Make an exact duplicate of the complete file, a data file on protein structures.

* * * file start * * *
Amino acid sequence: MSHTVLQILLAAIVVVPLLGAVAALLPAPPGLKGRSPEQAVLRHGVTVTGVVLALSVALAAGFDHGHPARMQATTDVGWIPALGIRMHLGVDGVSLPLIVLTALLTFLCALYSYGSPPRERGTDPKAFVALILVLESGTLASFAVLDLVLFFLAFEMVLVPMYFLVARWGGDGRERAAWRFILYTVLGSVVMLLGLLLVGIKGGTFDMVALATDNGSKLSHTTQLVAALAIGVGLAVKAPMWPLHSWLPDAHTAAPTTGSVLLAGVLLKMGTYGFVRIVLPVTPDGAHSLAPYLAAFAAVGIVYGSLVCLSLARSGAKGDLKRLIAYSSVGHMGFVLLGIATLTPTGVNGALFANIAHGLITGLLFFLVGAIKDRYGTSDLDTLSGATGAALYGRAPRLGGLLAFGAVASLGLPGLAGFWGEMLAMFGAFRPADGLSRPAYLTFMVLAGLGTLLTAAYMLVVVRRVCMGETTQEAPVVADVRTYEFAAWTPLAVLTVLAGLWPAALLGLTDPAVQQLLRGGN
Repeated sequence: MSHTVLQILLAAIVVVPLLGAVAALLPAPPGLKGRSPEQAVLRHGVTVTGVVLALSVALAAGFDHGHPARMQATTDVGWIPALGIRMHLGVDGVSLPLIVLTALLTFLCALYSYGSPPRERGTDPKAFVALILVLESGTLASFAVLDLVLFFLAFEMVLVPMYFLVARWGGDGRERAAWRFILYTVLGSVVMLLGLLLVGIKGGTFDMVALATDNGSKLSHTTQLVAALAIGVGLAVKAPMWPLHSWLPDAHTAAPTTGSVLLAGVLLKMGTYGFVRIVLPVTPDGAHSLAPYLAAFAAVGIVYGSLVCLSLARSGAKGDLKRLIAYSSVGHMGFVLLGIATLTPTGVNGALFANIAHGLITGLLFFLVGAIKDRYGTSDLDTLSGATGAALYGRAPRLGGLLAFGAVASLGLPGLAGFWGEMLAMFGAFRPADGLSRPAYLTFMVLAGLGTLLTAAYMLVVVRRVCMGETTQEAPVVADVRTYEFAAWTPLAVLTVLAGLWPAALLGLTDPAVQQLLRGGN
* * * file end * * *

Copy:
Amino acid sequence: MSHTVLQILLAAIVVVPLLGAVAALLPAPPGLKGRSPEQAVLRHGVTVTGVVLALSVALAAGFDHGHPARMQATTDVGWIPALGIRMHLGVDGVSLPLIVLTALLTFLCALYSYGSPPRERGTDPKAFVALILVLESGTLASFAVLDLVLFFLAFEMVLVPMYFLVARWGGDGRERAAWRFILYTVLGSVVMLLGLLLVGIKGGTFDMVALATDNGSKLSHTTQLVAALAIGVGLAVKAPMWPLHSWLPDAHTAAPTTGSVLLAGVLLKMGTYGFVRIVLPVTPDGAHSLAPYLAAFAAVGIVYGSLVCLSLARSGAKGDLKRLIAYSSVGHMGFVLLGIATLTPTGVNGALFANIAHGLITGLLFFLVGAIKDRYGTSDLDTLSGATGAALYGRAPRLGGLLAFGAVASLGLPGLAGFWGEMLAMFGAFRPADGLSRPAYLTFMVLAGLGTLLTAAYMLVVVRRVCMGETTQEAPVVADVRTYEFAAWTPLAVLTVLAGLWPAALLGLTDPAVQQLLRGGN
Repeated sequence: MSHTVLQILLAAIVVVPLLGAVAALLPAPPGLKGRSPEQAVLRHGVTVTGVVLALSVALAAGFDHGHPARMQATTDVGWIPALGIRMHLGVDGVSLPLIVLTALLTFLCALYSYGSPPRERGTDPKAFVALILVLESGTLASFAVLDLVLFFLAFEMVLVPMYFLVARWGGDGRERAAWRFILYTVLGSVVMLLGLLLVGIKGGTFDMVALATDNGSKLSHTTQLVAALAIGVGLAVKAPMWPLHSWLPDAHTAAPTTGSVLLAGVLLKMGTYGFVRIVLPVTPDGAHSLAPYLAAFAAVGIVYGSLVCLSLARSGAKGDLKRLIAYSSVGHMGFVLLGIATLTPTGVNGALFANIAHGLITGLLFFLVGAIKDRYGTSDLDTLSGATGAALYGRAPRLGGLLAFGAVASLGLPGLAGFWGEMLAMFGAFRPADGLSRPAYLTFMVLAGLGTLLTAAYMLVVVRRVCMGETTQEAPVVADVRTYEFAAWTPLAVLTVLAGLWPAALLGLTDPAVQQLLRGGN